The most historically entrenched theoretical perspective in international relations theory is that of classical realism. Surprisingly though classical realism was not sensationalized in the international relations arena until World War II despite its existence in fifth-century Athens. Many great philosophers such as Thucydides, Machiavelli and Hobbes developed the basics of classical realism and in 1948 Hans J. Morgenthau made the great leap into contemporizing classical realism theory with his six principles of political realism, the basics placing the state as the central power in the IR system.
Barely three decades later the world has developed so rapidly that theorists such as Kenneth Waltz went on to address a new model of modern or “structural" realism in his work Theory in International Politics. Waltz sees the chief characteristics of international relations through his composition approach which emphasizes the structure of the international relations system as the force of power on the state vis-à-vis vice versa. Waltz takes a closer look at the international relations arena from an outside in approach whereas traditional or classical realists took a more inside out analysis. The dangers of both proves that only having one eye open means they were missing out on a multitude of perils and assistance from each style of thoughts. This paper will attempt to address such shortcomings, or advantages as may be to post structural realism.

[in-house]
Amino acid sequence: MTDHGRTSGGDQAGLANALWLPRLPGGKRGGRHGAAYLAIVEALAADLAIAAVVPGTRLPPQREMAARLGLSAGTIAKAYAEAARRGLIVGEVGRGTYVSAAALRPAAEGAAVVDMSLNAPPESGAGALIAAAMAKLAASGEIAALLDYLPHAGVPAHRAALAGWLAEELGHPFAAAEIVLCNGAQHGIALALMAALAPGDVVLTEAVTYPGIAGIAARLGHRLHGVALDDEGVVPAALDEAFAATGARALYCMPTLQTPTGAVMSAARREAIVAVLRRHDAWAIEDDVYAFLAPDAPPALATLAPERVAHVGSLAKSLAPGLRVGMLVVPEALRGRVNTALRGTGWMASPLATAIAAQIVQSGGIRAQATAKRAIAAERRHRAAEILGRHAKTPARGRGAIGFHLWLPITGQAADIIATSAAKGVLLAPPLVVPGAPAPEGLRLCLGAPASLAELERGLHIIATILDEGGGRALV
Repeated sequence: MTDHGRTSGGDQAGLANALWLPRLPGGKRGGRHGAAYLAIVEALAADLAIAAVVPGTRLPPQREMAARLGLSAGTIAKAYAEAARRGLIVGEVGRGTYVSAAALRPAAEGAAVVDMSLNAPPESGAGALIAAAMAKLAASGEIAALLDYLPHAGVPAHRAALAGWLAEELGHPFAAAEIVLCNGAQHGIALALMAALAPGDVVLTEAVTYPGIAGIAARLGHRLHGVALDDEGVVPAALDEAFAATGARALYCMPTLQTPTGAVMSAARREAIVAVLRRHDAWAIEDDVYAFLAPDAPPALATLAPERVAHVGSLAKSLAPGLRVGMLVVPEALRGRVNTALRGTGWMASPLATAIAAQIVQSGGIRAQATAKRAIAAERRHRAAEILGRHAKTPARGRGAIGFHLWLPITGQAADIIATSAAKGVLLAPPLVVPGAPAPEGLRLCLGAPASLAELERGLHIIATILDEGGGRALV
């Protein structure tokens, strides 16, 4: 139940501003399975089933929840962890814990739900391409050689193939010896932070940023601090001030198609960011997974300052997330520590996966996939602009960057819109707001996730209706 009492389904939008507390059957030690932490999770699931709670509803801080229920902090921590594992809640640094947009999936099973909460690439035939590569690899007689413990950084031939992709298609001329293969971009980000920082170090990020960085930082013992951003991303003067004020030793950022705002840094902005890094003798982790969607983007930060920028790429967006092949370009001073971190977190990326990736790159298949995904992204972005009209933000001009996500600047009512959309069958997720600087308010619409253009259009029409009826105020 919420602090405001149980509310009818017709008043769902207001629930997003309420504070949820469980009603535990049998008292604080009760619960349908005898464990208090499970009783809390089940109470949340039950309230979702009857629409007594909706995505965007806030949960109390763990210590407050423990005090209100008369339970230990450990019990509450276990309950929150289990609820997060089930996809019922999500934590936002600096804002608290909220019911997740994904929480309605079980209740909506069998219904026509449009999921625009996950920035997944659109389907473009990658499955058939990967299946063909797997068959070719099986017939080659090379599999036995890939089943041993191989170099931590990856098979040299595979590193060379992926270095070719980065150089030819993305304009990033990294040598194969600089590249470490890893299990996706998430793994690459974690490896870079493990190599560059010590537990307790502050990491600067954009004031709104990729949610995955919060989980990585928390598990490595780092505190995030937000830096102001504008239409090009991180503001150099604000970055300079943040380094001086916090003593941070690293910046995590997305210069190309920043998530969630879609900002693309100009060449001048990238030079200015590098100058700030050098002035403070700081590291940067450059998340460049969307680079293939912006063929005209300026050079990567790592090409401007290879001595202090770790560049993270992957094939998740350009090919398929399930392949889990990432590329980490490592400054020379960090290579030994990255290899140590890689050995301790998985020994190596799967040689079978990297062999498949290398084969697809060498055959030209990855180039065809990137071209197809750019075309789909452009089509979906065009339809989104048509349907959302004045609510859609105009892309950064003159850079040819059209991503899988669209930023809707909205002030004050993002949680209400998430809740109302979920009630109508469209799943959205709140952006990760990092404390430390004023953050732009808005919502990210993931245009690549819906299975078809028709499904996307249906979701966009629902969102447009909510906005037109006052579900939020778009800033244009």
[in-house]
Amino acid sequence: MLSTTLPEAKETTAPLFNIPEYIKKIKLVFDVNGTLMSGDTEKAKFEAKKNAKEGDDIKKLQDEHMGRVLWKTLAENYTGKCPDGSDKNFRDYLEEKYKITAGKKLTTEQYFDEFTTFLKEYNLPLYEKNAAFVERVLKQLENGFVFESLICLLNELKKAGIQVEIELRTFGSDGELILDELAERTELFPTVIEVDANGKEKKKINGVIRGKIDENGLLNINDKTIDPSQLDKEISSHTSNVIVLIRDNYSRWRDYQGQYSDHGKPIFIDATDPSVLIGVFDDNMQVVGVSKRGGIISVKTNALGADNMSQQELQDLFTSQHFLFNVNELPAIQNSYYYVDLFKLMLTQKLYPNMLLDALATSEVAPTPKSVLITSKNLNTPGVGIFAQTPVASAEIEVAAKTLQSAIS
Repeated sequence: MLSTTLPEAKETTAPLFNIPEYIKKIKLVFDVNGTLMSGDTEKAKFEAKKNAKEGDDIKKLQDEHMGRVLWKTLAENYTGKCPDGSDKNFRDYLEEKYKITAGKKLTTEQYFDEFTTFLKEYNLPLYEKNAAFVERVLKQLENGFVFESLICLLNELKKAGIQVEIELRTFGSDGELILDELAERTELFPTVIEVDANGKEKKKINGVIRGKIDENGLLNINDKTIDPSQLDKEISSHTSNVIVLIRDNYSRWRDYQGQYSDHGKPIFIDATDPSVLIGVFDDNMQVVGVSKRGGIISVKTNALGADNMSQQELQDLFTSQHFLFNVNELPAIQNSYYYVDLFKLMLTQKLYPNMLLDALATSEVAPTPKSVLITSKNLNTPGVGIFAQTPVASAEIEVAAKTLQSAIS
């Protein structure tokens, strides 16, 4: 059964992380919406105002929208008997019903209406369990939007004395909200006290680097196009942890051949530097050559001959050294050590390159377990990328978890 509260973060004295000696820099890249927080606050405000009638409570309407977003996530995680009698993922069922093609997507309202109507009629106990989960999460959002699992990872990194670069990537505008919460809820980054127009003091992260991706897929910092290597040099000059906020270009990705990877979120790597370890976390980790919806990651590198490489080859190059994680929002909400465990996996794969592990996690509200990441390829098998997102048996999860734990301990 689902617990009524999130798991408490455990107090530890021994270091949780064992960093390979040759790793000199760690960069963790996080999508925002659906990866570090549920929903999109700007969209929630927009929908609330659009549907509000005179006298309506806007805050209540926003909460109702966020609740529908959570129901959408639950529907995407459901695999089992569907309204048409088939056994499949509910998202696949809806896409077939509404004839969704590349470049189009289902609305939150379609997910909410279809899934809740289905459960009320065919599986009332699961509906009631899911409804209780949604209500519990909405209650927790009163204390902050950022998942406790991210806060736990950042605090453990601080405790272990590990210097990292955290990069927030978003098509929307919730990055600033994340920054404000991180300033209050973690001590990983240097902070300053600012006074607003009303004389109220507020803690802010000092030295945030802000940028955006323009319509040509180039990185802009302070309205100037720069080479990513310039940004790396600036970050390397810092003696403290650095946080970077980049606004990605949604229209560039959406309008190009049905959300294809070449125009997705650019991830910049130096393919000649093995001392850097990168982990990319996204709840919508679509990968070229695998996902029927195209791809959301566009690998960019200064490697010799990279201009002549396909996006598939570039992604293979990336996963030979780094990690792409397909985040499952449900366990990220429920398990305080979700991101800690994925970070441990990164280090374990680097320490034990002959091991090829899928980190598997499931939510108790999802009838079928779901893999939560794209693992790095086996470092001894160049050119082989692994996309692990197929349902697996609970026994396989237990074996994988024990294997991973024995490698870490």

Classical realism is “concerned with questions of order, justice and change at the domestic, regional, and international levels.” (Lebow, 2010) Power is at the core of the foundation of classical realism and the reason for this is because clas...
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Doyle, Michael W. and G. John Ikenberry, eds. (1997) New Thinking in International Relations Theory. Boulder, CO: Westview Pres.
Dunne, T., Kurki, M., Smith, S. (2010). Classical Realism. In International Relations Theories: Discipline and Diversity. Lebow, R. L.; New York: Oxford.
Dunne, T., Kurki, M., Smith, S. (2010). Classical Realism. In International Relations Theories: Discipline and Diversity. Mearsheimer, J.J.; New York: Oxford.
Kaufman, D., Parker, J., Howell P., Doty, G., (2004). Six Principles of Political Realism. In Understanding International Relations: The Value of Alternative Lenses. Morgenthau, H. J.; New York: McGraw-Hill.
Kaufman, D., Parker, J., Howell P., Doty, G., (2004). Six Principles of Political Realism. In Understanding International Relations: The Value of Alternative Lenses. Waltz, K.N.; New York: McGraw-Hill.
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